Adobe's free Flash Player plug-in enables cool stuff in your Web browser and portable devices. It plays Shockwave Flash (SWF) files from YouTube and similar sites, streaming 3D video and animation, online games, and embedded Web applications. It also allows some Web sites to store and run data on your PC to collect usage statistics, much like cookies do. The latest version, Adobe Flash Player 11, automatically disables local storage of data in Web browsers that support private browsing. If your browser doesn't allow this option, you can typically access Flash Player's settings through the browser's plug-in page. Adobe Flash Player's plug-in is compatible with all major browsers and derivatives, including Internet Explorer, Chrome, Firefox, Opera, and Safari.
Adobe Flash Player's plug-in comes in several different versions, depending on your browser and operating system, but in most cases it also automatically identifies each and selects the appropriate download. Google Chrome users don't have to do anything to use the latest version of Flash Player; it's built in to Chrome and updates itself automatically. We downloaded and installed the latest Flash Player plug-in for Firefox and IE, and also tried Flash Player's performance in Chrome's incognito mode. The installation procedure is a bit different for each, as is access to plug-ins, but generally speaking it's not only easy but practically foolproof. We viewed the same YouTube video in each browser to compare the plug-in's behavior in different browsers, including secure and private modes. We saw no differences, though, and each browser performed well. TechNotes at Adobe's Flash Player Web site explain the differences between versions and offer information for developers and advanced users.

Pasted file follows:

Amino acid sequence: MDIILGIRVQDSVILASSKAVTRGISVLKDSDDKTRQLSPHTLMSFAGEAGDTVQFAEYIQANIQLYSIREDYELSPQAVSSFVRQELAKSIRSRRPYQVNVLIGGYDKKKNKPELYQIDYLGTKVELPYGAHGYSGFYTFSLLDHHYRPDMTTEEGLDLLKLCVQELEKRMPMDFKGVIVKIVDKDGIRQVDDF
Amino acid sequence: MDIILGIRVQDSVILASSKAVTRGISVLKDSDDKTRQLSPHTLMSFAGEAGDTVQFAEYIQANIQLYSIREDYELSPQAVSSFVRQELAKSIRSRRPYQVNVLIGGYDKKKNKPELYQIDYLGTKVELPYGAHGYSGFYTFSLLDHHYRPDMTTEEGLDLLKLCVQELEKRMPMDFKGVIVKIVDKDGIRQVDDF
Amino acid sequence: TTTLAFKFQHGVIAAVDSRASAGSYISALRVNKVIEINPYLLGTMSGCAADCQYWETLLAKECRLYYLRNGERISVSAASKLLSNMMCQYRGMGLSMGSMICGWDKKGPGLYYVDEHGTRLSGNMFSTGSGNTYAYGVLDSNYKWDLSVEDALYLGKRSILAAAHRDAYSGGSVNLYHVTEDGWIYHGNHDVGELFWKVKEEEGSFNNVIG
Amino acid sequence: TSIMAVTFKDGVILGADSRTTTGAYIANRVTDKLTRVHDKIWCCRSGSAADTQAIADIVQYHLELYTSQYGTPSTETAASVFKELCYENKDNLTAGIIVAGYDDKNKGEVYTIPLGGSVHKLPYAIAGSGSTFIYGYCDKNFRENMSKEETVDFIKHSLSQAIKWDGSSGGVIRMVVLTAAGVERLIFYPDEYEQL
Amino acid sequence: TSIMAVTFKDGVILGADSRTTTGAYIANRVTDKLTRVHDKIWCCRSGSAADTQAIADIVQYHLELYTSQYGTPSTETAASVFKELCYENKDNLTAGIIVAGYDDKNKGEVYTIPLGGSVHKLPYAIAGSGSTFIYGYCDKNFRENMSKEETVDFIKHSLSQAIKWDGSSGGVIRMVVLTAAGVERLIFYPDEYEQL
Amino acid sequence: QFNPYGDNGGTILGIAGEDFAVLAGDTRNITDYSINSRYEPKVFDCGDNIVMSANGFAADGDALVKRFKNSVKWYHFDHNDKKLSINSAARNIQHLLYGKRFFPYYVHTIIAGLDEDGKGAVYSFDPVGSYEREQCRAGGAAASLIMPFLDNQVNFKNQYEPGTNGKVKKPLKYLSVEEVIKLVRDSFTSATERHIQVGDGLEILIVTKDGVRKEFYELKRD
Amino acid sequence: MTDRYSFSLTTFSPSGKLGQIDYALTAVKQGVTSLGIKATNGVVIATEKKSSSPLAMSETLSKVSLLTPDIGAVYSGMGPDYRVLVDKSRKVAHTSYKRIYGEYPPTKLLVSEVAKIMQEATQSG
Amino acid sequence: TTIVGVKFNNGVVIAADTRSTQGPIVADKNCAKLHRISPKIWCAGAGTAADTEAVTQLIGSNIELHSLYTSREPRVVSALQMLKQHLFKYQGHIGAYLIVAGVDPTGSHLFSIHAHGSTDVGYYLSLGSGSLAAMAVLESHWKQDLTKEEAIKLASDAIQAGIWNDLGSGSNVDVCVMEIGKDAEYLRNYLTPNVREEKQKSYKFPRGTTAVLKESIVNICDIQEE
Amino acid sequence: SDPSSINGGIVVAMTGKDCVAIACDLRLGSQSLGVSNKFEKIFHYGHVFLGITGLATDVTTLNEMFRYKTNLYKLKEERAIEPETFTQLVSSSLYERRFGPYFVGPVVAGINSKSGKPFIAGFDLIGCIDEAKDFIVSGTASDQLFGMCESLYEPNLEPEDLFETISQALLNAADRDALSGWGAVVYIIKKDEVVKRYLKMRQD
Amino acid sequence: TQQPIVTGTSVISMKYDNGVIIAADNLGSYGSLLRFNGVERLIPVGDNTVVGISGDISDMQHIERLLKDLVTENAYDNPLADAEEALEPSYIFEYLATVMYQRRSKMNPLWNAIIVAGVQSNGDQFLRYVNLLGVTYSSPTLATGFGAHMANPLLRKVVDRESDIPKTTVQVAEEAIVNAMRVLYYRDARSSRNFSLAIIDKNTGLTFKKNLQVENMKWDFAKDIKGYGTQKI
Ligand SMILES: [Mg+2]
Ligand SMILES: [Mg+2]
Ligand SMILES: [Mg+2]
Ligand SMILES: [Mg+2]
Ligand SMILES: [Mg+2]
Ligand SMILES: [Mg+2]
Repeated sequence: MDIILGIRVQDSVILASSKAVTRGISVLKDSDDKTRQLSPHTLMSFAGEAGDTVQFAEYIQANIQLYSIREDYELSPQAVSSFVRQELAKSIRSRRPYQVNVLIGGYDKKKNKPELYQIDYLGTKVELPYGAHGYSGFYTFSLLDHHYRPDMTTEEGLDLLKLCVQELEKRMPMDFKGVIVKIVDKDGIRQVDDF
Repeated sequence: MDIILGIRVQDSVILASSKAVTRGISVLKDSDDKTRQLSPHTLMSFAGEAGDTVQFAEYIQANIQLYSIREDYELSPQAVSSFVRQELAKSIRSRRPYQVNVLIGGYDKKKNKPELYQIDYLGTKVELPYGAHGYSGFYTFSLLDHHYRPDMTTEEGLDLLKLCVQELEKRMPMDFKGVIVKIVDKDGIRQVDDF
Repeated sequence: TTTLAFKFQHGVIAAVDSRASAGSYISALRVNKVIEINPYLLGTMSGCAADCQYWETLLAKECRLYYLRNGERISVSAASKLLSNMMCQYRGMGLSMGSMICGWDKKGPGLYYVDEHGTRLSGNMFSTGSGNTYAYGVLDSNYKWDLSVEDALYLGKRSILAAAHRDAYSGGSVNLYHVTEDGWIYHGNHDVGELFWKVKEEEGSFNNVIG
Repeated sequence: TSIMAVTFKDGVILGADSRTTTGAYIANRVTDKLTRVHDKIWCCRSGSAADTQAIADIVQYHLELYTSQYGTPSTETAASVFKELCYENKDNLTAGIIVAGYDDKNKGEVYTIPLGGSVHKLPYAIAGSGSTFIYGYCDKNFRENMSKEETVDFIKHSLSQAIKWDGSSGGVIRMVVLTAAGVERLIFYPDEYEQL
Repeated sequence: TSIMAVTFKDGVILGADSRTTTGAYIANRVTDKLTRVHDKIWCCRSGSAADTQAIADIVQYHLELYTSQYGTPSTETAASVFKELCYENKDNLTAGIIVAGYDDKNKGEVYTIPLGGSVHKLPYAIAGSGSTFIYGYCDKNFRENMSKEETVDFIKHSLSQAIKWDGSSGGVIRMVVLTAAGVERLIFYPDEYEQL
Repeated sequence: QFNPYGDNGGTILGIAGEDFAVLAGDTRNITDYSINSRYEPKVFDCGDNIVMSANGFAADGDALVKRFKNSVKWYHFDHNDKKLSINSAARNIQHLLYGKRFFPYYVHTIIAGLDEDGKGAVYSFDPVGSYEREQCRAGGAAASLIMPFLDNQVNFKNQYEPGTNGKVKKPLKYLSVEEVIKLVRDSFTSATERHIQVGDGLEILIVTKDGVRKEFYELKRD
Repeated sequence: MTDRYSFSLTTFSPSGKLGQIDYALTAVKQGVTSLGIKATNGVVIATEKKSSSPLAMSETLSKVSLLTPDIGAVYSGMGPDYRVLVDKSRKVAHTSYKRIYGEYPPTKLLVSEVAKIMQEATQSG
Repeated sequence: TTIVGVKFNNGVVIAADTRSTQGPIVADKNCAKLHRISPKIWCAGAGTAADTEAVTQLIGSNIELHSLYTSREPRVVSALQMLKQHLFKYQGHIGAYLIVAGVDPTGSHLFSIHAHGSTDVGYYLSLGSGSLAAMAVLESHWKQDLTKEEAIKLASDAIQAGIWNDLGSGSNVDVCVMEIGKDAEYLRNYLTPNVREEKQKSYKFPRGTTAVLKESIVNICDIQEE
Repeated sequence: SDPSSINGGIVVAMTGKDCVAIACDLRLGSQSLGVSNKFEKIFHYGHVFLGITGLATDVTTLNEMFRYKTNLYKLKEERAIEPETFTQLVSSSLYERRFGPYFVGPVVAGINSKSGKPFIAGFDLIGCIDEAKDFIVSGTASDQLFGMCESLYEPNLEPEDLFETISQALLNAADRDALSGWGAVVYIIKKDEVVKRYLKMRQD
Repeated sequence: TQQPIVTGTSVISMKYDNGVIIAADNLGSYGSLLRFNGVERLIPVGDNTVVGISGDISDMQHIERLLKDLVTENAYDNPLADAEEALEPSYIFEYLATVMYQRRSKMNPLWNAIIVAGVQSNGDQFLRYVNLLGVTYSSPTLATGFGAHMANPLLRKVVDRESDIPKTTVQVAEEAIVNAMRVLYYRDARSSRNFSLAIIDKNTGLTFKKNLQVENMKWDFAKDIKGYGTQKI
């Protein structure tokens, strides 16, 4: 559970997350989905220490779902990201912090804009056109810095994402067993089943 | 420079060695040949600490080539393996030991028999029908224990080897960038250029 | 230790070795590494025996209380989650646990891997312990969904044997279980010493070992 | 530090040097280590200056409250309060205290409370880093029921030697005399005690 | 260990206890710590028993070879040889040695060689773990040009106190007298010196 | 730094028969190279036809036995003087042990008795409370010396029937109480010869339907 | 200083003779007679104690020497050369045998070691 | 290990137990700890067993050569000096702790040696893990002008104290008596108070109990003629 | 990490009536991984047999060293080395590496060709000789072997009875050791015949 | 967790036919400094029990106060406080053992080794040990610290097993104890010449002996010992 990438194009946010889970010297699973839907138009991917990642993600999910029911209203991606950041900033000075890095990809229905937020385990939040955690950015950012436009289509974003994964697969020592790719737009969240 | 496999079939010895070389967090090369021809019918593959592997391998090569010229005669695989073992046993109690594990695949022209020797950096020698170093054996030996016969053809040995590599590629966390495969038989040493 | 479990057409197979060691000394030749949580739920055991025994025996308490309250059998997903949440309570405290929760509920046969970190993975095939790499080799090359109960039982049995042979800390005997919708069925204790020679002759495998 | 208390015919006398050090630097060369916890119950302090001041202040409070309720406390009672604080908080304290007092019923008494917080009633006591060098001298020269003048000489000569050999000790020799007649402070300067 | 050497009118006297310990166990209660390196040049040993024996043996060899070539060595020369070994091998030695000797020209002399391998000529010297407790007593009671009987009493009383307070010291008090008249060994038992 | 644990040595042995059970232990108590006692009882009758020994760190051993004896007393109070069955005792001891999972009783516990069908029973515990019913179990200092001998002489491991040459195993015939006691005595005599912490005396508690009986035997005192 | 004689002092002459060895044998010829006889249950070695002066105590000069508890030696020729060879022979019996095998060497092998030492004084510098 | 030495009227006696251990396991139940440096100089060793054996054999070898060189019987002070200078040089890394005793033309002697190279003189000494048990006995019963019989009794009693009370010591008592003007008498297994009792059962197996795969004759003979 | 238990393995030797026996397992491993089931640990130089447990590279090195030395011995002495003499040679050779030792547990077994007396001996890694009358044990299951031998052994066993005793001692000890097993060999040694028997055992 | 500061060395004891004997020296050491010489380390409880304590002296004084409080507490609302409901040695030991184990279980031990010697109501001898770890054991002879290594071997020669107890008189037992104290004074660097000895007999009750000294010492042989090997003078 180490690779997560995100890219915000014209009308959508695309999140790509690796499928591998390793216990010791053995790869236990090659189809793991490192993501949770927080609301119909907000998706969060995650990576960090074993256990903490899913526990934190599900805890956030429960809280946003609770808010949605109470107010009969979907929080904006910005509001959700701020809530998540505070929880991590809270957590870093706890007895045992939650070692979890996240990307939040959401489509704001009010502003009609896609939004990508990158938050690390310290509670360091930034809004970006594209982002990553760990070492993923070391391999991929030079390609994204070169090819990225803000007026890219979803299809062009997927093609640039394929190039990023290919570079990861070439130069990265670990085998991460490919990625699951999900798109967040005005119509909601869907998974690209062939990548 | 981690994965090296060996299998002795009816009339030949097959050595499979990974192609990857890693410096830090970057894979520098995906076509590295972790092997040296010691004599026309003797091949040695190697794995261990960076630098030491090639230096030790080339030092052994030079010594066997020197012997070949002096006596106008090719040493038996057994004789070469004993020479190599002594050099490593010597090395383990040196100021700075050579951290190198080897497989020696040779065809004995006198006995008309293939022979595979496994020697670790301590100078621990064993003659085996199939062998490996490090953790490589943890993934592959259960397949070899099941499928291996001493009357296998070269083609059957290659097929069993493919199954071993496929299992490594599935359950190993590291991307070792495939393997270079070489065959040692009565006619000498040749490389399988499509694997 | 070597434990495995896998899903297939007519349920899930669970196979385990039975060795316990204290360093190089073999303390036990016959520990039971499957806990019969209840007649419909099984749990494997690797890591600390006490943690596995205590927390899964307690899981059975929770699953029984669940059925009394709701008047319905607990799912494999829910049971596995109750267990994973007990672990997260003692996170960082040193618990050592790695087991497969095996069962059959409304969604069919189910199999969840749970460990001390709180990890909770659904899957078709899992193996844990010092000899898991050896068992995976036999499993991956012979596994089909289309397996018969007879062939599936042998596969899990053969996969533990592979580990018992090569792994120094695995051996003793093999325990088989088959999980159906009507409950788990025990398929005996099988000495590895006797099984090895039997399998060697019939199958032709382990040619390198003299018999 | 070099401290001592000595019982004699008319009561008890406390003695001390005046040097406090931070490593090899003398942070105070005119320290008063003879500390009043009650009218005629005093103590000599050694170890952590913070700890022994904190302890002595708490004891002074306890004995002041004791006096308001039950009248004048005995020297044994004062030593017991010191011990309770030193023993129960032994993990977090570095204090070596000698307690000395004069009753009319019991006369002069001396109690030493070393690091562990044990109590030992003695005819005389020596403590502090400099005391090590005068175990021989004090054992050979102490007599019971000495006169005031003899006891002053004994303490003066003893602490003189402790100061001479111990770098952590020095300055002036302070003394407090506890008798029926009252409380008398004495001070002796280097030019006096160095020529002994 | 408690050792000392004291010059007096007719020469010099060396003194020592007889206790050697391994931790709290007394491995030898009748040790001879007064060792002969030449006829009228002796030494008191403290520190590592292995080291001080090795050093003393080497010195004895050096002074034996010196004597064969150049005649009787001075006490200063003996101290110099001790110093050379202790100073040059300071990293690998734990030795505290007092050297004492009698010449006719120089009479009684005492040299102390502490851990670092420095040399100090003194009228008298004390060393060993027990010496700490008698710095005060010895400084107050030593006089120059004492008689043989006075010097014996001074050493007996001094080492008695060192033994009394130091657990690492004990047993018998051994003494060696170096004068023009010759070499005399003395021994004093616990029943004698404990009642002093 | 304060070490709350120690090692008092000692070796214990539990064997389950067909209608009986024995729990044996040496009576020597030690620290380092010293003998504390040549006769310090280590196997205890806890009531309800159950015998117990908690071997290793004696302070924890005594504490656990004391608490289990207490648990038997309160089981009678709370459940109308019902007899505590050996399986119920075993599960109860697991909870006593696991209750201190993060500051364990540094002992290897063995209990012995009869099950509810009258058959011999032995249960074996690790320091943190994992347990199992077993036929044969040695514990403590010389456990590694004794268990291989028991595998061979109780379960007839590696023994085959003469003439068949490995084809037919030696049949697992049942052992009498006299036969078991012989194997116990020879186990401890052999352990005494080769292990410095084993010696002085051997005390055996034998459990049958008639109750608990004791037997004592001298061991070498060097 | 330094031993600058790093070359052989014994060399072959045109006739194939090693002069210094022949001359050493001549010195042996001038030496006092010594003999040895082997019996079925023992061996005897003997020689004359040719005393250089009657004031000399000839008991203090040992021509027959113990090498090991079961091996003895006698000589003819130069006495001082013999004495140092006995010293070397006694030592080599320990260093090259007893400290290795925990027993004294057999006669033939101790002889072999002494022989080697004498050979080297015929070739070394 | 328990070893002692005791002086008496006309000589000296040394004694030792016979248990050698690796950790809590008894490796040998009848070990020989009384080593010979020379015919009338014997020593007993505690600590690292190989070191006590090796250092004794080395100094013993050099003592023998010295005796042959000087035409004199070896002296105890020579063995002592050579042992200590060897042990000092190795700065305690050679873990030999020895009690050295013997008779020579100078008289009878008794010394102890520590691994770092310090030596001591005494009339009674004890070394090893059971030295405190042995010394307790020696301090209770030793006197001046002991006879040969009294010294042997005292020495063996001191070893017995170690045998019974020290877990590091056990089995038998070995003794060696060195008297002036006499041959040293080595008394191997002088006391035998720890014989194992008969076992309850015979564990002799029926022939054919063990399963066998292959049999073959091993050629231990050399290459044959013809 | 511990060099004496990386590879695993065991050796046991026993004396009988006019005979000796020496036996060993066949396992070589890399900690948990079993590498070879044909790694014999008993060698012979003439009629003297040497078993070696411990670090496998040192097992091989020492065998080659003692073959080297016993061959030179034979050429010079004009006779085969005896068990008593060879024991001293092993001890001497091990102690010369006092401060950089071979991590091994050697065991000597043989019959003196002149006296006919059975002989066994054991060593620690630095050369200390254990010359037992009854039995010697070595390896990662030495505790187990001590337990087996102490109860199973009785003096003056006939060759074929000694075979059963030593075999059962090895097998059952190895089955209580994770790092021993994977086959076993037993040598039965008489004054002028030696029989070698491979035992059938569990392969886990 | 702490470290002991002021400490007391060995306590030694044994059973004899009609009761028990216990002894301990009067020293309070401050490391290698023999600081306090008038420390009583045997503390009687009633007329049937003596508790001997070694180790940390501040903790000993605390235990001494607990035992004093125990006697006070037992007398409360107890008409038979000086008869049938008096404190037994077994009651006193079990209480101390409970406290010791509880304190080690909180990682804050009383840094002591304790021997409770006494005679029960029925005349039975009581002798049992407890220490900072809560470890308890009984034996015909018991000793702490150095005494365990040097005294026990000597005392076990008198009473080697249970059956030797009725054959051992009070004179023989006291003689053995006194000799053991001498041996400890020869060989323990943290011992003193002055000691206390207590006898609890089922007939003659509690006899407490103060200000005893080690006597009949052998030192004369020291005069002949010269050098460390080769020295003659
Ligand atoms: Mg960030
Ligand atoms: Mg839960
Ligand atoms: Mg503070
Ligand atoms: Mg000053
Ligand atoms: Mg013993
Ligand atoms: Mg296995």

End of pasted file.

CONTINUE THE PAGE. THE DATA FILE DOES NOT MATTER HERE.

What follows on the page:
Most users need Adobe's Flash Player to use the Internet in the ways they expect to: videos should play smoothly, audio should keep up with video, and things shouldn't hang or crash. Privacy and security factors are comparable to other common browser features like cookies and won't be much of an issue for users who take commonsense precautions while browsing the Web. The bottom line is, without Adobe Flash Player, the Web just isn't the same.